How taking part in a study into Fintechs and Covid-19 helped reinforce our ethos

Deep into 2020, when the impact of the Covid-19 pandemic was clear for all to see, we were approached to participate in an amazing piece of research. The University of Cambridge’s Judge Business School was looking into how the global fintech market was responding to Covid. It was asking whether the industry was still as vital as it was before Covid struck and whether it has a role to play in helping us all recover from the economic trauma of the last 12 months. 

The results show that the fintech industry has indeed adapted and evolved. It is solving new financial problems with new products and solutions. Here, we look a little closer at this study and at what we in the financial services industry can learn from each other in a post-Covid world.

New challenges needing new solutions

The pandemic has created a whole new set of financial problems for consumers and businesses to deal with. Millions of people across the globe saw their income fall almost overnight. Demand may have dried up or lockdowns took hold, with entire sectors closed for business for months on end. 

People who were already performing an impossible balancing act to keep their personal finances in order found themselves struggling to make ends meet. Others already in debt may have found themselves unable to meet their repayment obligations with no clear endpoint in sight. 

None of us could predict when the impact of the pandemic would end and when our lives and our finances would get back to normal. And it’s this lack of scope for planning that makes life so hard for consumers and for businesses alike. 

The study

For the purposes of the Cambridge University study, Evergreen Finance London was classed as a digital lender, which is accurate in light of the fact that we offer consumer loans through our brand Moneyboat. We obviously witnessed the impact of the pandemic on the market and very quickly decided to dig our heels in and adapt in any way necessary to get through 2020. 

We were also committed to helping our customers through the crisis. We’re proud that we have succeeded in filling the financial gaps that emerged for consumers. Whether this meant providing quick access to cash to cover emergency costs or helping to lighten the load for those who found they were struggling to repay.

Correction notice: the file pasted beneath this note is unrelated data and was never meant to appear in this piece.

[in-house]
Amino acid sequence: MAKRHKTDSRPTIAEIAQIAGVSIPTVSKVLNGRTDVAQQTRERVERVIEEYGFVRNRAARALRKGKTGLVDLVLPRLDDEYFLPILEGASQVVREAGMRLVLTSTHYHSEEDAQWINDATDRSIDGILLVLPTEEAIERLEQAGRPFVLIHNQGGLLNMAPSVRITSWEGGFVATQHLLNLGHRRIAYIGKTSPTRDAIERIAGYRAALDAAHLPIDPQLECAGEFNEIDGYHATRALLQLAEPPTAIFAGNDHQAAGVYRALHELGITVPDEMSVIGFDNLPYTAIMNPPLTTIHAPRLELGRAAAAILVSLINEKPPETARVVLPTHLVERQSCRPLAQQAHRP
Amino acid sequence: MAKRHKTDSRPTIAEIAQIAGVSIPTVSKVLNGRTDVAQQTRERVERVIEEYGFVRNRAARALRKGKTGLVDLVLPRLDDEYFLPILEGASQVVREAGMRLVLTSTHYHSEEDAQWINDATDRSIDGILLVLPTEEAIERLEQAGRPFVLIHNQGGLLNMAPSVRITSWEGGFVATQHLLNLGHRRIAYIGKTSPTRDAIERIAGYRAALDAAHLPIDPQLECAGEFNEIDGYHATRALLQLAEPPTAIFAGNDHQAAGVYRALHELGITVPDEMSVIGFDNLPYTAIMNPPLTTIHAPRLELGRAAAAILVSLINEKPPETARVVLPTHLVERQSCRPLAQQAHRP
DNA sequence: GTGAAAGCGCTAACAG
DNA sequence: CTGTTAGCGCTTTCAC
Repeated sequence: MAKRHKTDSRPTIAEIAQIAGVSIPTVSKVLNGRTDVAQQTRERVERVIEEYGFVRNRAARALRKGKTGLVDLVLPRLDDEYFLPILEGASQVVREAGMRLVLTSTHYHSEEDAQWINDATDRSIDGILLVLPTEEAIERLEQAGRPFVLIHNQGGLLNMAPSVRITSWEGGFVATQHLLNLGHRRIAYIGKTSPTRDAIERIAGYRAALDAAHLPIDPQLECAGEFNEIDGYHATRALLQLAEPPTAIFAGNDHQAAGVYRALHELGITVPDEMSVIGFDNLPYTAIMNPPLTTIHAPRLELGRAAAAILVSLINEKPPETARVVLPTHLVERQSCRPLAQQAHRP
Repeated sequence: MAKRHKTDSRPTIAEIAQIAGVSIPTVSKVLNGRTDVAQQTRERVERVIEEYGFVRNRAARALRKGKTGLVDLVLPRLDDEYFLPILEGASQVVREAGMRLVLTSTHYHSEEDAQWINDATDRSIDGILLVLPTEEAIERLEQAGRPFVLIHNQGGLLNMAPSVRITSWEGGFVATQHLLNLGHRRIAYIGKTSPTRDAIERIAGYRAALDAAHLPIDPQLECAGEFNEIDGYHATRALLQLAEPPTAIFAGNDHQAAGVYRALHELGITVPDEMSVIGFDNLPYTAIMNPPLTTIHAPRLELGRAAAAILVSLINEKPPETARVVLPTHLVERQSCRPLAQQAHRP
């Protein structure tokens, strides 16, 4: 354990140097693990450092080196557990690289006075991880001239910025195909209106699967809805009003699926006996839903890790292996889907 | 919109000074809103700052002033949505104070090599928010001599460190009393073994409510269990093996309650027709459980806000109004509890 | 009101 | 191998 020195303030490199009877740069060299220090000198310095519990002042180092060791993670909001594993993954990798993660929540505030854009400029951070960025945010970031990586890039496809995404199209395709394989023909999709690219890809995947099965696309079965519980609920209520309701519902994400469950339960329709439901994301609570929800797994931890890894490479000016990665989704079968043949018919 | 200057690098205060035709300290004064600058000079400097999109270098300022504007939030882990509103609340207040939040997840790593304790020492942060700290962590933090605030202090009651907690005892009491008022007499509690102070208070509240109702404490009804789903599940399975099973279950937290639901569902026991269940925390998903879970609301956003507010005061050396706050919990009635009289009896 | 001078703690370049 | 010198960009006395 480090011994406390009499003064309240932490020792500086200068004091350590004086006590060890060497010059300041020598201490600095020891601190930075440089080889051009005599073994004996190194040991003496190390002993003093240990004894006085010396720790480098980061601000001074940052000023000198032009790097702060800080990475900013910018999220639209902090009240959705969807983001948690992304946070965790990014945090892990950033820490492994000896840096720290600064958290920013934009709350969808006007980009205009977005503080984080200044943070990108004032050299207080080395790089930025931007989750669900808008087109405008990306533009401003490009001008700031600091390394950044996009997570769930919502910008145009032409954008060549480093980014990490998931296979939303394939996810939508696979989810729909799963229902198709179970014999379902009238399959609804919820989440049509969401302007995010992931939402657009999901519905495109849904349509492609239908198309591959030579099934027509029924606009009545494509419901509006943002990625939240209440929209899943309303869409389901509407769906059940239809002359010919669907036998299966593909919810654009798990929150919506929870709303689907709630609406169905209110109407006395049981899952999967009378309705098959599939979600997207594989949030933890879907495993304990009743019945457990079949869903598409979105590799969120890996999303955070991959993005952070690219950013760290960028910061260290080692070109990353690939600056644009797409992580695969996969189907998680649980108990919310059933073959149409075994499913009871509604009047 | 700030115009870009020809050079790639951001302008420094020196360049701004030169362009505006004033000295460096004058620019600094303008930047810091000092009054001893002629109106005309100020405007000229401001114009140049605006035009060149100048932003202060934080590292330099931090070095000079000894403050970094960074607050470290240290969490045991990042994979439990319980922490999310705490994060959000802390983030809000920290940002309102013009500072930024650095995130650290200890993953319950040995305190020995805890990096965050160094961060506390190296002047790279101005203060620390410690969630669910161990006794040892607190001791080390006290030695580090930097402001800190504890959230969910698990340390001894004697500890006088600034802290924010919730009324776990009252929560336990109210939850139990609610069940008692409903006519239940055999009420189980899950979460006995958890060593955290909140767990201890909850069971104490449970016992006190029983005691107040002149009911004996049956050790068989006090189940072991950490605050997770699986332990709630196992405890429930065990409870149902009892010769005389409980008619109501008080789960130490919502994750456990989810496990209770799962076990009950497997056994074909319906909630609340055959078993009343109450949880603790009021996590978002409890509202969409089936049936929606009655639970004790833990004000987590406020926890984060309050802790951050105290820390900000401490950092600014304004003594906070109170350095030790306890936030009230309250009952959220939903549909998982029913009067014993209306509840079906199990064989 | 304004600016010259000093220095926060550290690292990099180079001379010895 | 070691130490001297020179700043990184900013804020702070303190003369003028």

The Cambridge University Business School surveyed more than 1,300 individual fintech firms, in June to August 2020. The geographical spread of those businesses covered more than 160 countries. This was a vast study. It is one of the largest to look at the impact of the Covid-19 pandemic on Fintech businesses, analysing them in terms of 13 Fintech ‘verticals’. 

The study was intended to establish what impact the pandemic has had on the fintech market globally. It also aimed to find out how fintech businesses had adapted to challenges and how things like regulation and daily operational challenges had evolved in the face of the pandemic.

The results

The Cambridge University study’s results showed that fintech businesses overwhelmingly succeeded in adapting in order to survive the pandemic. Globally, fintechs grew by 13% and 11% in the first and second quarters of 2020, respectively. Almost all the verticals reported growth in transaction numbers, but this growth did vary. For example, the verticals described as Digital Asset Exchanges, Digital Payments, Digital Savings and WealthTech all enjoyed growth of over 20%, while others struggled a little more in the face of unprecedented adversity. 

Looking specifically at the Digital Lending vertical, for example, the story was a little different. It was the only one of the 13 fintech verticals that reported a contraction in transaction volumes over the first half of 2020. Not only this, but digital lenders also experienced an increase in defaults and arrears. This led to an average downward revision of 2020 financial year turnover targets.

But Moneyboat bucked the trend…

In 2020, we were operating in a market that struggled to maintain the performance levels of the previous year when confronted with the fallout from a crippling global pandemic. Despite this, we made the right changes and adaptations that stood us in good stead to weather the storm. 

Improvements in key metrics